The Tinbin TC2 arrives in North America

tinbin
By Bill Tremblay

The Tinbin TC2, which is now available in Canada, allows operators to use their excavators in a similar fashion as a hydro vac truck.

Peter Scholtens, from Integrity Rail Products, became the North American dealer for the German-made Tinbin after seeing the attachment demonstrated at a rail show in Berlin. Scholtens explained he saw the attachment as a viable alternative to hydro vac trucks.

“I knew a little bit about the suction and I understood a lot of the regulatory changes that have happen that have affected hydro vac trucks,” he said.

In Ontario, for example, vac trucks are now classified as trucks rather than construction equipment. As well, the slurry created by the trucks requires treatment.

“The Tinbin is dry excavation, so, the material you pull out of the hole, you can dump beside it and put it back in,” Scholtens said. “With hydrovac trucks they have to bring the material in for treatment, then they’re paying for a second truck to bring in new material to put back in the hole.”

The first Tinbin was brought to Canada in April, and Integrity Rail Products demonstrated the attachment throughout the summer. The first Tinbin in North America was sold in August, and is now in use in the rail industry in British Columbia.  

Recently, Integrity Rail Products partnered with CG Equipment to demo the attachment on a Doosan DX190W wheeled excavator in Guelph, Ontario.

“It’s a great way of adding suction to your excavators,” Scholtens said. “If you have excavators on site already, you don’t have to wait around for a vac truck. It uses your existing assets effectively.”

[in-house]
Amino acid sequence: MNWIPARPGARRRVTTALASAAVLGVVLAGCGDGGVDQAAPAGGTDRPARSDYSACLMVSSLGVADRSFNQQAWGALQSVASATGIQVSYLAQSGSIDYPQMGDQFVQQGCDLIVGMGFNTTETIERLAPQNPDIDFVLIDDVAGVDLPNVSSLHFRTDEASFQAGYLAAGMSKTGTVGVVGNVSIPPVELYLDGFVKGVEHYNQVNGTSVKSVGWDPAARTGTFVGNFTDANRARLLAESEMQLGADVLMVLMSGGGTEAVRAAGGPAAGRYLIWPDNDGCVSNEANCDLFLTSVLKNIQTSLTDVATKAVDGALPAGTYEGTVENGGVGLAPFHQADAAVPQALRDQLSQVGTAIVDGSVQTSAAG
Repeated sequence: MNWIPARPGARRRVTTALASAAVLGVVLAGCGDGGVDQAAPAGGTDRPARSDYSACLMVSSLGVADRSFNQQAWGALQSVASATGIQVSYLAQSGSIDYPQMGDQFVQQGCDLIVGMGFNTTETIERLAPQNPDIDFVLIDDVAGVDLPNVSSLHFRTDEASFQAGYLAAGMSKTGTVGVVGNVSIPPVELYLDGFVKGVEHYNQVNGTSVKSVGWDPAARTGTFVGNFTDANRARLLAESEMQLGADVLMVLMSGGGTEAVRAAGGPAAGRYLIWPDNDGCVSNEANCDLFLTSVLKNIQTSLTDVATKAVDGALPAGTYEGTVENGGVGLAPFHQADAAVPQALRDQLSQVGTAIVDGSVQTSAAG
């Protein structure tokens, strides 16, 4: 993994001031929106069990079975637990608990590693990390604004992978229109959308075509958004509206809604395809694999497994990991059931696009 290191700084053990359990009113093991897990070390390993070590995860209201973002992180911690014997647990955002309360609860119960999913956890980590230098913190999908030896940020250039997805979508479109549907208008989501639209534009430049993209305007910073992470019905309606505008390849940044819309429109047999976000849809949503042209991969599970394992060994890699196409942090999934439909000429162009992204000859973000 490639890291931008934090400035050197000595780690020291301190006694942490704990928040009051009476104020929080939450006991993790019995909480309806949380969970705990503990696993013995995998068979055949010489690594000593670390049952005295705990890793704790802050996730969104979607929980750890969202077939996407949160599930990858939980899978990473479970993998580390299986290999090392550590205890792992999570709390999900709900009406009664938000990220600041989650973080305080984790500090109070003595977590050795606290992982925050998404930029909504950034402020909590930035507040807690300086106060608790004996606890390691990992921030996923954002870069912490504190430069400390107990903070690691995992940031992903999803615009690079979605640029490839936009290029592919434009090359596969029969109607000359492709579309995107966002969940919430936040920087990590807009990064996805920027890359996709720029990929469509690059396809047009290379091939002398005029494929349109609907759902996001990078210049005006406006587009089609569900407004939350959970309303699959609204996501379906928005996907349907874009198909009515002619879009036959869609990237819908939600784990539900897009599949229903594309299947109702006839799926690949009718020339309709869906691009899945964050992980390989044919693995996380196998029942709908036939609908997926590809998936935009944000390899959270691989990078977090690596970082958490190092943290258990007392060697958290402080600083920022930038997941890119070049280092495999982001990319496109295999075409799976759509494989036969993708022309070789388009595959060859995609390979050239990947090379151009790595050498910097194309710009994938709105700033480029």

How Tinbin works

The Tinbin uses an excavator’s hydraulics to suck material into its 0.75 cubic metre storage tank. The tank may be opened from the excavator cab allowing easy dumping of material collected.

Equipped with a 25-cm-wide rotating suction tube with a reinforced serrated crown, the Tinbin can reach depths up to 3.5 metres. The unit requires at least a 16 tonne excavator to operate.

“You need the hydraulic flow to run the fans. And the secondary issue is the weight,” Scholtens said.

The TC2 weighs 1,300 kg when it is empty. When its full of material, its weight may double.

“You need to have a good weight underneath you in the excavator to hold that and carry it without risking tipping over,” Scholtens said.  

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To tackle compacted soil or heavy clay, the Tinbin can be paired with an air lance that’s hooked up to a 185-cfm compressor.

“You disrupt the soil ahead of time and then you can suck it up with this without any issue,” Scholtens said. “That will effectively give you the same abilities as a hydro vac truck with a hydro lance. And it’s safer, especially around electrical utilities.”

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